Honda's decision to return to Formula 1 was motivated by the potential for technology transfer to road cars offered by the switch to 1.6-litre turbocharged engines.
The new engine formula will be introduced next year, with Honda taking over from Mercedes as McLaren's engine supplier from 2015.
Honda president Takanobu Ito confirmed that the 'green' technologies being adopted by F1 were key to its comeback.
"Formula 1 is about to introduce new regulations that require a downsized engine with a turbocharger and energy recovery systems, which fits better with environmental technologies for mass-production vehicles," said Ito at a press conference announcing Honda's return.
"As a result, more than ever we can expect more feedback from racing machines to mass-production vehicles and some feedback from mass-production vehicles back to racing machines.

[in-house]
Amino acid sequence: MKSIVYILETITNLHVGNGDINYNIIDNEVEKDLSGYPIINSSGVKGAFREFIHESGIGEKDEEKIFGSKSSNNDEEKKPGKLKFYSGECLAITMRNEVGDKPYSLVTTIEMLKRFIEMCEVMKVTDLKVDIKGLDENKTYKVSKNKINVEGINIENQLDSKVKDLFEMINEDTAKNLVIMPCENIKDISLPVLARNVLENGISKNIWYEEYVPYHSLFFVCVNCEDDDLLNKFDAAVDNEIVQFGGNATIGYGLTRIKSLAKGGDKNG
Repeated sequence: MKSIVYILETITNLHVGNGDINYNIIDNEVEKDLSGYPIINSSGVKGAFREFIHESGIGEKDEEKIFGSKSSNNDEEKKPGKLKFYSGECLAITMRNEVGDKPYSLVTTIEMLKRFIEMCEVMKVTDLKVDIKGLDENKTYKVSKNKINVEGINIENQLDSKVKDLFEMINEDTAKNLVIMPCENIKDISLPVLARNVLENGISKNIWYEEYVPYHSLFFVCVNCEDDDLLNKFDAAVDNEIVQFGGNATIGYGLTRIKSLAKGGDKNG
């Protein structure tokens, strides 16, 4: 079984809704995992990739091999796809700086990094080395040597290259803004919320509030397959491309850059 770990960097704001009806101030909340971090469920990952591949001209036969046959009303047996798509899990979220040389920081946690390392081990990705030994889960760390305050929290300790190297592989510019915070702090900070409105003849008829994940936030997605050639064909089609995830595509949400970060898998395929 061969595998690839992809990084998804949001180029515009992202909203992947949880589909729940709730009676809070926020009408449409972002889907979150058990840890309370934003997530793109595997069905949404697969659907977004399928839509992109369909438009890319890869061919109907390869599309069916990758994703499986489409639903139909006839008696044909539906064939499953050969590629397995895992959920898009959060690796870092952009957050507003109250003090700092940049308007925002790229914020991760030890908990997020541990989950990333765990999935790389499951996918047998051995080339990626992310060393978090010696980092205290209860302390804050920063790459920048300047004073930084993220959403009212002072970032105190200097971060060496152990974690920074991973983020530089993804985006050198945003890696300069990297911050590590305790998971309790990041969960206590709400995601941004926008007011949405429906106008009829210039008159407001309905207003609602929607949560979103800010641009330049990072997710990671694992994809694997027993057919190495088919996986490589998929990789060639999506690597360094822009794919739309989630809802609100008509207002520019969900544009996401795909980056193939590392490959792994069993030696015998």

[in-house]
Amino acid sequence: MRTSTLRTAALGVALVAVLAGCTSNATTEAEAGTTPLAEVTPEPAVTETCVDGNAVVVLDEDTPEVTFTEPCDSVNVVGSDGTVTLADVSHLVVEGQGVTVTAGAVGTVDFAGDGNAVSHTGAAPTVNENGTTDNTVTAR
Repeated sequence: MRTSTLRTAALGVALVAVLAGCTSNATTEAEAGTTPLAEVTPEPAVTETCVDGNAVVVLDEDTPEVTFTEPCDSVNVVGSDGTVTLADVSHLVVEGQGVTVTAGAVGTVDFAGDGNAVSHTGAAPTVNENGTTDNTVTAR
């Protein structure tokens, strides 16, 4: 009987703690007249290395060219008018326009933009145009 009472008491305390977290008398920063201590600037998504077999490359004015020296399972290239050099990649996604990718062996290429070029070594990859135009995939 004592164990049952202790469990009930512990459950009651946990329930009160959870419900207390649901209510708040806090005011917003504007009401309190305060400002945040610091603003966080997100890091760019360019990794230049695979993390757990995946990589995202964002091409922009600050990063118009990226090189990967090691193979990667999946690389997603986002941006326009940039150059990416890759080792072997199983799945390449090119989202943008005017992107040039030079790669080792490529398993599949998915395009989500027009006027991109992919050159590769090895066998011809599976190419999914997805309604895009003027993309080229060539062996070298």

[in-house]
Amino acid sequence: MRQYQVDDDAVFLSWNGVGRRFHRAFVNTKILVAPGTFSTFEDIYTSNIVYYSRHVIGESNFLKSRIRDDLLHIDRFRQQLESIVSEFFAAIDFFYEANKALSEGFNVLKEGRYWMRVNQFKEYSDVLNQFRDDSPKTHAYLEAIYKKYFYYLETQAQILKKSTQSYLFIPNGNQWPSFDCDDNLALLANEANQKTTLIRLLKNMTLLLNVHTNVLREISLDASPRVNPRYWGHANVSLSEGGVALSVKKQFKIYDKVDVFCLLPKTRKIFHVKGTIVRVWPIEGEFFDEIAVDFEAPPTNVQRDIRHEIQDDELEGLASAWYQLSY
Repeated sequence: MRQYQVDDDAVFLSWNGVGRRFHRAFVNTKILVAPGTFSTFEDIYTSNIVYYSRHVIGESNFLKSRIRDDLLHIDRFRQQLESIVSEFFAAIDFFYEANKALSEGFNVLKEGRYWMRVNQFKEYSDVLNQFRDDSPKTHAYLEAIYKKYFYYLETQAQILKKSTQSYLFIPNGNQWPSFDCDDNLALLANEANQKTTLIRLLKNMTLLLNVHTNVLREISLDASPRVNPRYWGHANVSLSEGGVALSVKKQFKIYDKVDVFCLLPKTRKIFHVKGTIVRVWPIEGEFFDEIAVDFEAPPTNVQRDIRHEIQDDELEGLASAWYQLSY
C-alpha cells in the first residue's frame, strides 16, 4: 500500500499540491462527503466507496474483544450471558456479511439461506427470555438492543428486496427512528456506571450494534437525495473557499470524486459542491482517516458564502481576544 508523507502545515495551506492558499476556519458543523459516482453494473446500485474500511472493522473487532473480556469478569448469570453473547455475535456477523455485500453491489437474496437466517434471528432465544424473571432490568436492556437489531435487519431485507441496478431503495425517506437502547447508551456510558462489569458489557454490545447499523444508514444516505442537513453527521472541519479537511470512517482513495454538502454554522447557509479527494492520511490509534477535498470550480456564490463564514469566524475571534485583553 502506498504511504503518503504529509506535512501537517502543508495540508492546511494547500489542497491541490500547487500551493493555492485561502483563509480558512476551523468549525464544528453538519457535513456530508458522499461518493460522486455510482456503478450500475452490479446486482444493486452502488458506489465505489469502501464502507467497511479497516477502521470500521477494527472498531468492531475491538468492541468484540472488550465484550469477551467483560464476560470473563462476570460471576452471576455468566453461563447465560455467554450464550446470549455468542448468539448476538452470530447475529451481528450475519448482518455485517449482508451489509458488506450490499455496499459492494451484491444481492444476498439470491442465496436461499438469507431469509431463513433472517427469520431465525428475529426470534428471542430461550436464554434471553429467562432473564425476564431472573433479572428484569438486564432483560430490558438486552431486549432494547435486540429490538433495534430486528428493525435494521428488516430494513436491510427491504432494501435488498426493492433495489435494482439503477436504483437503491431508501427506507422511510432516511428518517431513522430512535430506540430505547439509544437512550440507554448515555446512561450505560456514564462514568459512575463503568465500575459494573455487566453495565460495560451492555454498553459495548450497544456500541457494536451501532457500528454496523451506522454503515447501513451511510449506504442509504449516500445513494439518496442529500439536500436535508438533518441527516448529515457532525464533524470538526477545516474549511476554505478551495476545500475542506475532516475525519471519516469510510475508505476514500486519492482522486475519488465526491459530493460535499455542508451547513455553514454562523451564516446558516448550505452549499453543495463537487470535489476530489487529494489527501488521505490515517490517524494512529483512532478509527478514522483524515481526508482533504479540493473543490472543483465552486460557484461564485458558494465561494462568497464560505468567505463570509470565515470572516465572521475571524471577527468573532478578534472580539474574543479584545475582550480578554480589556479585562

"As we started to see a better match between the new direction of F1 and the direction of Honda's product development, our young engineers who will shape the future of Honda began expressing their passion to take on the new challenge of Formula 1 racing."
Ito added that the F1 return is important for Honda's image worldwide.
He believes that motor-racing has played a key role in Honda's road car sales.
"Ever since its establishment, Honda has been a company which grows by participating and winning in racing," said Ito.
"We must re-acknowledge the fact that so many fans and customers around the world supported us precisely because they were inspired by a Honda that challenges and wins in racing."
Ito added that he hopes Honda will start winning "as soon as possible" and admitted that the failure of Honda's previous F1 foray first as an engine supplier and then as a full works team from 2000-2008.
"Personally, it was very disappointing that we had to withdraw from Formula 1 the last time without accomplishing satisfactory results," he said.
"I regret that we could not meet the expectations of our fans."